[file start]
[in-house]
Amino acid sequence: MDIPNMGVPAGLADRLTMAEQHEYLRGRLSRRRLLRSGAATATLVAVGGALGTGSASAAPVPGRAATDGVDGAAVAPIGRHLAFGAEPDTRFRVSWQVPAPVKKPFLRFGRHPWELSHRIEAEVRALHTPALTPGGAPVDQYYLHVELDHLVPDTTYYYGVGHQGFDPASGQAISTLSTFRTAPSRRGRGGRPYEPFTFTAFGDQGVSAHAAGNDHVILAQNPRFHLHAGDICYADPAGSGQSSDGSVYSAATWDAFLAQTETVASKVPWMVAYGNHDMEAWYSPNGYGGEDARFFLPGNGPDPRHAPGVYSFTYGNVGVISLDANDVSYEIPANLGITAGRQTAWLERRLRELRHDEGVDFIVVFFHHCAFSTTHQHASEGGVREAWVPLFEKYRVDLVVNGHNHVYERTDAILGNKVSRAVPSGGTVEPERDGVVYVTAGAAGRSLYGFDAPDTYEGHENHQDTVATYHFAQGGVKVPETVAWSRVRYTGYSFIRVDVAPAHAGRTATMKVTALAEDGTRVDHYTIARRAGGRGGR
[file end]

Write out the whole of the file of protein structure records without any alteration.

[in-house]
Amino acid sequence: MDIPNMGVPAGLADRLTMAEQHEYLRGRLSRRRLLRSGAATATLVAVGGALGTGSASAAPVPGRAATDGVDGAAVAPIGRHLAFGAEPDTRFRVSWQVPAPVKKPFLRFGRHPWELSHRIEAEVRALHTPALTPGGAPVDQYYLHVELDHLVPDTTYYYGVGHQGFDPASGQAISTLSTFRTAPSRRGRGGRPYEPFTFTAFGDQGVSAHAAGNDHVILAQNPRFHLHAGDICYADPAGSGQSSDGSVYSAATWDAFLAQTETVASKVPWMVAYGNHDMEAWYSPNGYGGEDARFFLPGNGPDPRHAPGVYSFTYGNVGVISLDANDVSYEIPANLGITAGRQTAWLERRLRELRHDEGVDFIVVFFHHCAFSTTHQHASEGGVREAWVPLFEKYRVDLVVNGHNHVYERTDAILGNKVSRAVPSGGTVEPERDGVVYVTAGAAGRSLYGFDAPDTYEGHENHQDTVATYHFAQGGVKVPETVAWSRVRYTGYSFIRVDVAPAHAGRTATMKVTALAEDGTRVDHYTIARRAGGRGGR